Cowboys could find their leader in Hines Ward
Dallas Cowboys defensive end Jason Hatcher delivered some unintentional controversy a few weeks ago when he was asked to name at least one leader on the roster.
“Dude. . .” answered Hatcher before admitting that no one came to mind.
That radio interview on Dallas’ “Ben & Skin Show” has served as the basis for a larger discussion regarding who’s running the show at Valley Ranch. I believe players such as Jason Witten, Tony Romo and Jay Ratliff exhibit leadership qualities, but it seems Hatcher is looking for something more. The name he kept dropping, Ray Lewis, has been the heart and soul of the Baltimore Ravens’ defense for years. And other organizations such as the Giants and Patriots count on their head coaches to set the tone when it comes to leadership.
Cowboys head coach Jason Garrett came up short in that area this past season, as evidenced by his lack of accountability for what took place in a loss to the Arizona Cardinals. He certainly doesn’t have the presence of those coaches I mentioned, and a lot of that has to do with not having a lot of skins on the wall.
But the Cowboys have an opportunity to land someone cut from the same cloth as Lewis. He’s one of the most feared wide receivers in the game, even if some of that’s based on his reputation for taking cheap shots.
The Cowboys would be wise to find room on their roster for former Steelers receiver Hines Ward, who doesn’t seem interested in retirement after being released last week at age 35. Cowboys owner Jerry Jones has already indicated he won’t commit big money to re-signing Laurent Robinson despite the wide receiver’s breakout season. And Jones’ praise for practice-squad phenom Andre Holmes seems a little forced.
A league source revealed to FoxSportsSouthwest.com that Ward is being discussed as a potential target in free agency. The Cowboys would love to add a veteran leader much like they did with linebacker Keith Brooking prior to the ‘09 season. And Jones is drawn to players in free agency who have a chip on their shoulder.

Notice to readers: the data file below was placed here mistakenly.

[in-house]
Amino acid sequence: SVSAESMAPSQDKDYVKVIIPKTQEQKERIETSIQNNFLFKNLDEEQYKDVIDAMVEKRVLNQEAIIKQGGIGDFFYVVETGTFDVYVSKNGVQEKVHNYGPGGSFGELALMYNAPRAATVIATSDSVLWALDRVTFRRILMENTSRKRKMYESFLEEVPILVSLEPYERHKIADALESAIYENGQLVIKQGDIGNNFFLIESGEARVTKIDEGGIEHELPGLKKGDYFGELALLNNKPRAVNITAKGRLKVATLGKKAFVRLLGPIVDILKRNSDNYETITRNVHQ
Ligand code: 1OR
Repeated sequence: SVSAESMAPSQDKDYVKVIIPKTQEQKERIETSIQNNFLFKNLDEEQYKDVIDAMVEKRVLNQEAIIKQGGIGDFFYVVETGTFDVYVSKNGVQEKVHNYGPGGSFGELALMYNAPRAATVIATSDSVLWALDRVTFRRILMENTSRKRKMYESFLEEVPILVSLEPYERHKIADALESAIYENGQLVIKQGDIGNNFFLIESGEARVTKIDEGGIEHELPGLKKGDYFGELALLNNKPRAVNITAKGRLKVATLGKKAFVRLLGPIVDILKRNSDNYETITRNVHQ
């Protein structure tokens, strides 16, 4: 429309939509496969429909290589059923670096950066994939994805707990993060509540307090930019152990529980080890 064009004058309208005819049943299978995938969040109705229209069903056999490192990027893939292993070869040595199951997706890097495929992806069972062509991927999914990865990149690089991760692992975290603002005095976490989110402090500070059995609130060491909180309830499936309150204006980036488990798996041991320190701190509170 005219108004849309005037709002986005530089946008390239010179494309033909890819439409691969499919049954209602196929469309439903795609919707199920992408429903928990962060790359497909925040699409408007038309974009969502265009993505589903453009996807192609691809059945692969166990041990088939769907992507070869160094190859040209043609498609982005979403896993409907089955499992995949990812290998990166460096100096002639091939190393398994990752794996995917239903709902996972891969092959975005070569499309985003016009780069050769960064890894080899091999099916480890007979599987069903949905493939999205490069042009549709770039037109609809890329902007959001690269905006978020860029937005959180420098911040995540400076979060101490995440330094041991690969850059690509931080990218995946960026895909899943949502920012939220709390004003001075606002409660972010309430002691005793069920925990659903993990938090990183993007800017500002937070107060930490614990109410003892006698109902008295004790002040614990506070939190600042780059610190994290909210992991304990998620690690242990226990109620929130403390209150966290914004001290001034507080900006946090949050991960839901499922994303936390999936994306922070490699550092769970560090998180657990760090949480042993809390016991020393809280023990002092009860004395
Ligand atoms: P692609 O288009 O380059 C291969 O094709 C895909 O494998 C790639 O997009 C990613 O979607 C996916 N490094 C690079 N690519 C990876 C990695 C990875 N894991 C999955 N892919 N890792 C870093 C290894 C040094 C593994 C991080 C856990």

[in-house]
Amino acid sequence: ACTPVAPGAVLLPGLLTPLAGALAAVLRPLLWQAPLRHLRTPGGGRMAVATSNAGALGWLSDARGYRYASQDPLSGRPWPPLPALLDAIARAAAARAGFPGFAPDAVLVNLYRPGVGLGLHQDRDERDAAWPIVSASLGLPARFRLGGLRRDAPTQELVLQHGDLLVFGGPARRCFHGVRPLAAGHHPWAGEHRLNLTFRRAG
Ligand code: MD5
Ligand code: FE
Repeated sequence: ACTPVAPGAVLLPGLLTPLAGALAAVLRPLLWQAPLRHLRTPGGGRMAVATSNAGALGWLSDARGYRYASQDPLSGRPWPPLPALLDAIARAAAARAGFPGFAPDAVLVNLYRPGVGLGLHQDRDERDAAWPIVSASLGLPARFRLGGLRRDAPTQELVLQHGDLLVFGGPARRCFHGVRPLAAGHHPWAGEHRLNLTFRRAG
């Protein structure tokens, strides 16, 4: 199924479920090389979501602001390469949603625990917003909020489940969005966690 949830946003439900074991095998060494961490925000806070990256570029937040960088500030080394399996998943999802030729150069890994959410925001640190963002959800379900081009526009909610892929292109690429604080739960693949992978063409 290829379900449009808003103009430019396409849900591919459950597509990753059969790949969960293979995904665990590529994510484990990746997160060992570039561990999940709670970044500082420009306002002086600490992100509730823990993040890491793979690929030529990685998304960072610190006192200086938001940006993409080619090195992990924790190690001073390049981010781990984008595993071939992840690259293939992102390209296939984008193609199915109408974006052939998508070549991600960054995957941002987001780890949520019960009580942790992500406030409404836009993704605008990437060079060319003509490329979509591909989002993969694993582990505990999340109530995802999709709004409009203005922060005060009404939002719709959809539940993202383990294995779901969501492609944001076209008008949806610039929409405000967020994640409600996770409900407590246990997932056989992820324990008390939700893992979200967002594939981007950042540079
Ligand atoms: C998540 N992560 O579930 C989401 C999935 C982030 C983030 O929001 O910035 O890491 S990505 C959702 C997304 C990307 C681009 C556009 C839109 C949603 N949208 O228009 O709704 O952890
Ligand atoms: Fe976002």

The source said the Cowboys were concerned Ward might be a “progress stopper,” meaning his presence might block the path of a younger wide receiver, such as Holmes.
But forgive me for not thinking Holmes is the next Miles Austin. The Cowboys have had so much success with undrafted players (Tony Romo, Austin) that it has probably clouded their approach.
The Cowboys need to be proactive in trying to identify a third receiver based on the interest Robinson’s likely to draw in free agency. They’ve finally given up on Kevin Ogletree, and former reality-show star Jesse Holley is nothing more than a stopgap.
If you think Ward can still catch 40-50 passes (46 in 2011), why not bring in a former Super Bowl MVP? Austin is coming off a disappointing season that was hampered by a hamstring injury and Dez Bryant has yet to become a consistent threat.
It’s pretty clear that Bryant is freakishly gifted as an athlete. But he needs to run better routes and learn how to gain separation from defensive backs throughout games instead of just showing flashes. By all accounts, Ward has been a tremendous teammate over the years. And his well-documented nasty streak would be a welcome addition to an offense that seems to specialize in finesse.
“He was Hines Ward, one of the best receivers in the game,” Ben Roethlisberger told the Pittsburgh Post-Gazette. “I got a chance to be in the huddle with him and Jerome Bettis. He made me better. It didn’t matter if I threw a good ball or a bad ball, 99 percent of the time he’d catch it, whether it was with one hand, off a helmet or off a defender. He made me a much better quarterback and player. That’s why I wanted to call him and thank him.”
It’s hard for players to become better leaders if it’s not being modeled for them on a regular basis. How do you think Ward would react to one of his teammates telling reporters about a “sense of entitlement” that permeates Valley Ranch? Ward would laugh in the face of any teammate who acted as if playing for the Cowboys made them special.
He’s been in an organization that is built on toughness and continuity. The NFL might be a young man’s game, but there’s still a place for guys like Ward who have excelled in this league for more than a decade despite not having the so-called measurables that we hear about so much this time of year. He’s one of only eight players in NFL history to have 1,000 career receptions, and he averaged 85.6 catches per season from 2001-2009.
With Ward in the locker room, maybe Hatcher wouldn’t have such a hard time answering a simple question. The Cowboys owe it to themselves to take a long look at the veteran wide receiver.
He’d be anything but a progress stopper.